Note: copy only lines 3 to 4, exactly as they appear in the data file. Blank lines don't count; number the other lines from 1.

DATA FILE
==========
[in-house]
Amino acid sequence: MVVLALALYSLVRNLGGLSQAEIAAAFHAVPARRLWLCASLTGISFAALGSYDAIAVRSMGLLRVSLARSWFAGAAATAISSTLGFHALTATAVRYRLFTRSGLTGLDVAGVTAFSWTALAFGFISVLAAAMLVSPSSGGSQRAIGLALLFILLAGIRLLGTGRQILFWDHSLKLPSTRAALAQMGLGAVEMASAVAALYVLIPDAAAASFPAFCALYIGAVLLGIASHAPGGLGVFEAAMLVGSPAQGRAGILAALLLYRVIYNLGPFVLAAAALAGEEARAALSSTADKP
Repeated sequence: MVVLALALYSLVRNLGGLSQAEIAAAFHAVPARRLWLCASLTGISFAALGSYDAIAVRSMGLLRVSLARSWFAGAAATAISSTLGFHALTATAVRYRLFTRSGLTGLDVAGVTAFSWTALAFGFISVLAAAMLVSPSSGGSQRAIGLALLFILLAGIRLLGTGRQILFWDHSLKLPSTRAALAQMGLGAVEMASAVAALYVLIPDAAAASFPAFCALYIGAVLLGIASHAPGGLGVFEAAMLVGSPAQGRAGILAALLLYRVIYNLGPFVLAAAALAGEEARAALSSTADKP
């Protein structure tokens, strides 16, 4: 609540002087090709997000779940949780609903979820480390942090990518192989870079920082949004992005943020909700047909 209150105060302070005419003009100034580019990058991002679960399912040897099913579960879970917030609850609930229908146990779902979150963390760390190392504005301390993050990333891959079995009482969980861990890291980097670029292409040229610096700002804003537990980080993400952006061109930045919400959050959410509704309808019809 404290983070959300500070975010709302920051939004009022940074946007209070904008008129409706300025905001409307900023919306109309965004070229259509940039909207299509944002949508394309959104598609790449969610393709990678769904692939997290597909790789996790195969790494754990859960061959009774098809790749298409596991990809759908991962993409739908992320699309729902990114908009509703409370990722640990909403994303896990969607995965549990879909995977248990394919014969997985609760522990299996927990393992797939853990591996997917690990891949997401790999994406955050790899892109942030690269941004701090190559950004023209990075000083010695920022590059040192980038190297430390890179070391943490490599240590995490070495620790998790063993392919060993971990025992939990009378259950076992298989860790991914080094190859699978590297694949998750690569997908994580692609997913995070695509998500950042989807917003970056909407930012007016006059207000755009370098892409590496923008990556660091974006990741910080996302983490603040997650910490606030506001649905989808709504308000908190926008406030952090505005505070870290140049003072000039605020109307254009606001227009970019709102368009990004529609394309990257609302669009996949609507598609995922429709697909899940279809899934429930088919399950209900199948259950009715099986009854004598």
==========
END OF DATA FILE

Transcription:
Repeated sequence: MVVLALALYSLVRNLGGLSQAEIAAAFHAVPARRLWLCASLTGISFAALGSYDAIAVRSMGLLRVSLARSWFAGAAATAISSTLGFHALTATAVRYRLFTRSGLTGLDVAGVTAFSWTALAFGFISVLAAAMLVSPSSGGSQRAIGLALLFILLAGIRLLGTGRQILFWDHSLKLPSTRAALAQMGLGAVEMASAVAALYVLIPDAAAASFPAFCALYIGAVLLGIASHAPGGLGVFEAAMLVGSPAQGRAGILAALLLYRVIYNLGPFVLAAAALAGEEARAALSSTADKP
């Protein structure tokens, strides 16, 4: 609540002087090709997000779940949780609903979820480390942090990518192989870079920082949004992005943020909700047909 209150105060302070005419003009100034580019990058991002679960399912040897099913579960879970917030609850609930229908146990779902979150963390760390190392504005301390993050990333891959079995009482969980861990890291980097670029292409040229610096700002804003537990980080993400952006061109930045919400959050959410509704309808019809 404290983070959300500070975010709302920051939004009022940074946007209070904008008129409706300025905001409307900023919306109309965004070229259509940039909207299509944002949508394309959104598609790449969610393709990678769904692939997290597909790789996790195969790494754990859960061959009774098809790749298409596991990809759908991962993409739908992320699309729902990114908009509703409370990722640990909403994303896990969607995965549990879909995977248990394919014969997985609760522990299996927990393992797939853990591996997917690990891949997401790999994406955050790899892109942030690269941004701090190559950004023209990075000083010695920022590059040192980038190297430390890179070391943490490599240590995490070495620790998790063993392919060993971990025992939990009378259950076992298989860790991914080094190859699978590297694949998750690569997908994580692609997913995070695509998500950042989807917003970056909407930012007016006059207000755009370098892409590496923008990556660091974006990741910080996302983490603040997650910490606030506001649905989808709504308000908190926008406030952090505005505070870290140049003072000039605020109307254009606001227009970019709102368009990004529609394309990257609302669009996949609507598609995922429709697909899940279809899934429930088919399950209900199948259950009715099986009854004598």